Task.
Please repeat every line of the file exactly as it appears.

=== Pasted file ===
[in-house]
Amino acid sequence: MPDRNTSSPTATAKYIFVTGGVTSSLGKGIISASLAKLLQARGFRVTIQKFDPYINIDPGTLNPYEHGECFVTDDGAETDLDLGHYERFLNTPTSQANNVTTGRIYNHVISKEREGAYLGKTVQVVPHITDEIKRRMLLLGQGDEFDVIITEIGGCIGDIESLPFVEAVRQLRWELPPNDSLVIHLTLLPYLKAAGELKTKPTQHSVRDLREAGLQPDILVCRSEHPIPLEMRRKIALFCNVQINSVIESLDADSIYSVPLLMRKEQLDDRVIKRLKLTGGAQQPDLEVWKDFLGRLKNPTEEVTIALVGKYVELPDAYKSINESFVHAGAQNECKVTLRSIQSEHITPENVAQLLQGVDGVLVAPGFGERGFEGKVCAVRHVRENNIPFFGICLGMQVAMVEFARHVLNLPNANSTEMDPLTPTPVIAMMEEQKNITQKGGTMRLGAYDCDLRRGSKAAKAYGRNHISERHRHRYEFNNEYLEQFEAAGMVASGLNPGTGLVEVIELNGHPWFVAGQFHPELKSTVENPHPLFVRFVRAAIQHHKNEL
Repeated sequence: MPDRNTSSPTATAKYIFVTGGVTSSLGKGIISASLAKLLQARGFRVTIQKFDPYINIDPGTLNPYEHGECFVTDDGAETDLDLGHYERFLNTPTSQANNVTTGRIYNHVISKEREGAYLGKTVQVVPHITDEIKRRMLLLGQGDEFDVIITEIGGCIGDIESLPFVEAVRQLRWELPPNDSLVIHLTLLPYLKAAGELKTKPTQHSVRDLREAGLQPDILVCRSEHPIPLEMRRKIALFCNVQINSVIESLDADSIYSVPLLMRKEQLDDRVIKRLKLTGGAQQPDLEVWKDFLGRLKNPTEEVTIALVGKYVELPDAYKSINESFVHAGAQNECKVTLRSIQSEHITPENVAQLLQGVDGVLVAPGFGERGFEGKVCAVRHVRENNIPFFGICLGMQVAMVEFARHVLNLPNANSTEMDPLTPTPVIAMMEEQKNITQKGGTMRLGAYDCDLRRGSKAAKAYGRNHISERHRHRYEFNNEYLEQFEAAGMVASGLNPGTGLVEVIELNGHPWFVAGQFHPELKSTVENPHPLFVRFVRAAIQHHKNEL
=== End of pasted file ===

[in-house]
Amino acid sequence: MPDRNTSSPTATAKYIFVTGGVTSSLGKGIISASLAKLLQARGFRVTIQKFDPYINIDPGTLNPYEHGECFVTDDGAETDLDLGHYERFLNTPTSQANNVTTGRIYNHVISKEREGAYLGKTVQVVPHITDEIKRRMLLLGQGDEFDVIITEIGGCIGDIESLPFVEAVRQLRWELPPNDSLVIHLTLLPYLKAAGELKTKPTQHSVRDLREAGLQPDILVCRSEHPIPLEMRRKIALFCNVQINSVIESLDADSIYSVPLLMRKEQLDDRVIKRLKLTGGAQQPDLEVWKDFLGRLKNPTEEVTIALVGKYVELPDAYKSINESFVHAGAQNECKVTLRSIQSEHITPENVAQLLQGVDGVLVAPGFGERGFEGKVCAVRHVRENNIPFFGICLGMQVAMVEFARHVLNLPNANSTEMDPLTPTPVIAMMEEQKNITQKGGTMRLGAYDCDLRRGSKAAKAYGRNHISERHRHRYEFNNEYLEQFEAAGMVASGLNPGTGLVEVIELNGHPWFVAGQFHPELKSTVENPHPLFVRFVRAAIQHHKNEL
Repeated sequence: MPDRNTSSPTATAKYIFVTGGVTSSLGKGIISASLAKLLQARGFRVTIQKFDPYINIDPGTLNPYEHGECFVTDDGAETDLDLGHYERFLNTPTSQANNVTTGRIYNHVISKEREGAYLGKTVQVVPHITDEIKRRMLLLGQGDEFDVIITEIGGCIGDIESLPFVEAVRQLRWELPPNDSLVIHLTLLPYLKAAGELKTKPTQHSVRDLREAGLQPDILVCRSEHPIPLEMRRKIALFCNVQINSVIESLDADSIYSVPLLMRKEQLDDRVIKRLKLTGGAQQPDLEVWKDFLGRLKNPTEEVTIALVGKYVELPDAYKSINESFVHAGAQNECKVTLRSIQSEHITPENVAQLLQGVDGVLVAPGFGERGFEGKVCAVRHVRENNIPFFGICLGMQVAMVEFARHVLNLPNANSTEMDPLTPTPVIAMMEEQKNITQKGGTMRLGAYDCDLRRGSKAAKAYGRNHISERHRHRYEFNNEYLEQFEAAGMVASGLNPGTGLVEVIELNGHPWFVAGQFHPELKSTVENPHPLFVRFVRAAIQHHKNEL